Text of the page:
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Philippines

Philippine prelate issues environmental plea at Child Jesus feast

Archbishop Jose Palma of Cebu makes call as waste from South Korea is sent back to where it came from

UCA News reporter, Manila

UCA News reporter, Manila

Updated: January 22, 2020 07:56 AM GMT
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Philippine prelate issues environmental plea at Child Jesus feast

Environmental activists call on the Philippine government to ban all types of waste importation as thousands of tons of waste from South Korea are shipped back to its country of origin. (Photo courtesy of EcoWaste Coalition)

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A Philippine church official called for greater efforts in environmental protection during the Feast of the Child Jesus, the country's biggest religious festival.

Archbishop Jose Palma of Cebu criticized those who destroy the environment, saying that a true believer in the Santo Nino (Child Jesus) loves the environment.

"We don't haphazardly throw our trash anywhere," said the prelate, adding that a true devotee cares about the wellbeing of everyone, including the environment.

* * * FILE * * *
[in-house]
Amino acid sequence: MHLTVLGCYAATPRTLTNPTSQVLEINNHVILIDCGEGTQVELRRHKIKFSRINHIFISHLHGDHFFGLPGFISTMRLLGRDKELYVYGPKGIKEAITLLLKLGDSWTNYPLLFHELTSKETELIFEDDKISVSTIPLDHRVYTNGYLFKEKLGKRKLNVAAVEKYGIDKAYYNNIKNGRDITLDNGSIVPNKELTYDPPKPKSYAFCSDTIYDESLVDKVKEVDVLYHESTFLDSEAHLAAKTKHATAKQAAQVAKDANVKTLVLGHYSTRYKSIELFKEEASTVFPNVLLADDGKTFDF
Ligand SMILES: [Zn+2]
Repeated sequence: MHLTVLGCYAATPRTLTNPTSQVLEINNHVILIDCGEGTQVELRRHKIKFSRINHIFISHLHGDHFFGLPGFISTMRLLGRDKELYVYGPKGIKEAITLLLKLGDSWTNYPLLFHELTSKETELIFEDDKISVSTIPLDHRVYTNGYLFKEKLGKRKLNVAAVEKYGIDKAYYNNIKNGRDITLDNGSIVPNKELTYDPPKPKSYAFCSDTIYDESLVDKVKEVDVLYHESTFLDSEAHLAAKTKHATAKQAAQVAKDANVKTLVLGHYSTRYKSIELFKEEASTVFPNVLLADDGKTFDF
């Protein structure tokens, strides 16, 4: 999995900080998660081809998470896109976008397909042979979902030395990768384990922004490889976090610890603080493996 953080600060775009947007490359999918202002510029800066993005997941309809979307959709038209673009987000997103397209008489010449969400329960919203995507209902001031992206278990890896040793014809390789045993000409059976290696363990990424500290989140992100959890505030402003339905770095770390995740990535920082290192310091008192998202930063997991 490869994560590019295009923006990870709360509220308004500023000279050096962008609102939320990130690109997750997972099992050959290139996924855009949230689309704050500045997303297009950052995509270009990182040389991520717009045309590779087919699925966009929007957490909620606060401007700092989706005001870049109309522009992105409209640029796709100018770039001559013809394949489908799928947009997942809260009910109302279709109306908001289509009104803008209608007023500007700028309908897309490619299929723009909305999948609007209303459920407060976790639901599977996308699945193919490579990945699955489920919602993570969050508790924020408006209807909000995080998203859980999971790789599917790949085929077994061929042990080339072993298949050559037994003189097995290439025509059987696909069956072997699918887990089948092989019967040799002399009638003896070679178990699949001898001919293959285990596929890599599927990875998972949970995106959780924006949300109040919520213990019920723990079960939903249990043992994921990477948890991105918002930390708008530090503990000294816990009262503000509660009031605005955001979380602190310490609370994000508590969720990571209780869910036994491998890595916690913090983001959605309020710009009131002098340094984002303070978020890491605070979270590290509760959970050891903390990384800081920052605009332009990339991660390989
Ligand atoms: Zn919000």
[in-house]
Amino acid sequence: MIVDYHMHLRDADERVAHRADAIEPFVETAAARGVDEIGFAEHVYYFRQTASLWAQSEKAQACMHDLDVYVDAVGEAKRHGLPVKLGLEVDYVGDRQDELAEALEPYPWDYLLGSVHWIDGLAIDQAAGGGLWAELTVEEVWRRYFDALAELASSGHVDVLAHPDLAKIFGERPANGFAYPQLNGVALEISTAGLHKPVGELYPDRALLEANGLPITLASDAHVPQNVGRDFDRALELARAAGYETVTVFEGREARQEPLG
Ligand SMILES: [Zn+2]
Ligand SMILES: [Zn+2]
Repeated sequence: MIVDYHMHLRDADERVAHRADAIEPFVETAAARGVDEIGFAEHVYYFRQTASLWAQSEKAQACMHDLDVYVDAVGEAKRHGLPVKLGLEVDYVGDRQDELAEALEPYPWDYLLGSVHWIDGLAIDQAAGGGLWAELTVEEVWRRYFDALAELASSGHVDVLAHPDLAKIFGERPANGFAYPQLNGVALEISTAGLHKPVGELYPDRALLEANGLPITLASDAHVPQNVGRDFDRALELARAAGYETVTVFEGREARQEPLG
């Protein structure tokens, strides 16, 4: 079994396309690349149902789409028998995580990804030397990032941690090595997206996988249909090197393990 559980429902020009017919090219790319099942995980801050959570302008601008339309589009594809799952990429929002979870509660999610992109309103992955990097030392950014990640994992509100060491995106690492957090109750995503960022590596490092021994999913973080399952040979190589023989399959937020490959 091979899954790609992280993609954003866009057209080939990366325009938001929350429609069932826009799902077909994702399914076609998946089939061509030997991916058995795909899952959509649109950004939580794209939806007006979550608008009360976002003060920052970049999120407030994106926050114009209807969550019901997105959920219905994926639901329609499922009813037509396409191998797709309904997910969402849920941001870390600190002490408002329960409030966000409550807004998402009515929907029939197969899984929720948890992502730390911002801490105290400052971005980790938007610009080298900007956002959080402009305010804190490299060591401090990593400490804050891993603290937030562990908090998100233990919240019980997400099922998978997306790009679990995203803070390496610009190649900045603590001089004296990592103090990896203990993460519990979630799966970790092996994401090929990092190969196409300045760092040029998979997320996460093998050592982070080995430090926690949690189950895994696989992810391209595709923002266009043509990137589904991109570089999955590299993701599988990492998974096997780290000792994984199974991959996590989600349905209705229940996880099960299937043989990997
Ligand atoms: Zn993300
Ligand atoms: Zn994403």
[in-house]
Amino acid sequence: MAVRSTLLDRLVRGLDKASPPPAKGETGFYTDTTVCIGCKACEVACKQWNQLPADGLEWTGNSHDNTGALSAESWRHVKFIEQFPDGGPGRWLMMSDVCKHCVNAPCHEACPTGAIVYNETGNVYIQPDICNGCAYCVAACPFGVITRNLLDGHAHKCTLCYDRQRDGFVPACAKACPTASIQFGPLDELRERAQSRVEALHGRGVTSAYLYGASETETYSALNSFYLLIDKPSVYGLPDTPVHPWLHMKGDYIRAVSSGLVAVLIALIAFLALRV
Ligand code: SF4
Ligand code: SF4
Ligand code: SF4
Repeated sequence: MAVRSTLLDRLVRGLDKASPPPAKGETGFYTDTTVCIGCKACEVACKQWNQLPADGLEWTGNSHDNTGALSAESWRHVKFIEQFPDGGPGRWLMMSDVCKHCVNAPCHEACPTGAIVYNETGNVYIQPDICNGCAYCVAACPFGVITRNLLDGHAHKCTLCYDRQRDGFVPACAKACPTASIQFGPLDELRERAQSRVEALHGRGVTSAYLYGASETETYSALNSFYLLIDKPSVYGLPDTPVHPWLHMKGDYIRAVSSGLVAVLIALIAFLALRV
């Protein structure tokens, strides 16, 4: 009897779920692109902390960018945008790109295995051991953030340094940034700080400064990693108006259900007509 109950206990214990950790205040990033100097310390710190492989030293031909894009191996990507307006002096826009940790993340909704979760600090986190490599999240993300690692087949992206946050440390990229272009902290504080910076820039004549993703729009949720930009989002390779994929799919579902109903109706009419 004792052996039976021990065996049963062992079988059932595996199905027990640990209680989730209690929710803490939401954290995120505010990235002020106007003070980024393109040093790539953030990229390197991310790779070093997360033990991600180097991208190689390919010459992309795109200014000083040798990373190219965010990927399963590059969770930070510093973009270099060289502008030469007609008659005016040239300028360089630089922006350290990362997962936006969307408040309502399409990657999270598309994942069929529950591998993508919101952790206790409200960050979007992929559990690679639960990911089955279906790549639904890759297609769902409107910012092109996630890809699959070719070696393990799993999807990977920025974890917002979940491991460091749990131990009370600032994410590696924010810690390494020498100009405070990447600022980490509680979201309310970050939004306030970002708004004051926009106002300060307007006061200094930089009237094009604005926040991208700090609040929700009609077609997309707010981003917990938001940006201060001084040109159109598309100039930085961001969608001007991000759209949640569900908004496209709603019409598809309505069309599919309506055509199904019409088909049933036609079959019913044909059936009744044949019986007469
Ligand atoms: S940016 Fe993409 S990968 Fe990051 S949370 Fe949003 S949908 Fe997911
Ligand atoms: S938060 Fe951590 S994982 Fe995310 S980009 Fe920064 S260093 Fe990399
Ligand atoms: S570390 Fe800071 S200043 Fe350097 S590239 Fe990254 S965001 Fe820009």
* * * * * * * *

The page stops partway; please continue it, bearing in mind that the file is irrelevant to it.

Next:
Celebrating Mass for the Feast of Santo Nino in Cebu, Archbishop Palma said protecting "our common home" is a Christian duty.

He said protecting the environment should recognize the interests of future generations. "The blessings that we have received are not for us but for our children’s children," he said.

"Taking all the fish and cutting down trees is stealing from future generations," added the archbishop. "We should also be charitable to our environment." 

The church official made the appeal after about 2,400 metric tons of garbage from South Korea that had been stored in Mindanao since 2018 were shipped back on Jan. 19.

Philippine environment groups, meanwhile, renewed their call for other countries to recycle their own waste.

"The reshipment of this falsely declared waste back to South Korea affirms our nation’s resolve to bring this dumping controversy to its just conclusion," said customs official John Simon.

Aileen Lucero, national coordinator of the EcoWaste Coalition, said waste should be recycled, treated or disposed of in the country where such waste is generated.

"While we pursue ecological solutions to our domestic garbage woes, we must tell South Korea and other countries to deal with their own waste at home and stop exporting it to the Philippines and other Asian countries," said Lucero.

Archbishop Palma, meanwhile, warned that neglecting the environment would result in long-lasting and possibly irreversible damage.


Reiterating his call to protect the environment, the prelate said that "the wealth of the earth and seas aren’t just for us. They are for our children and their children."

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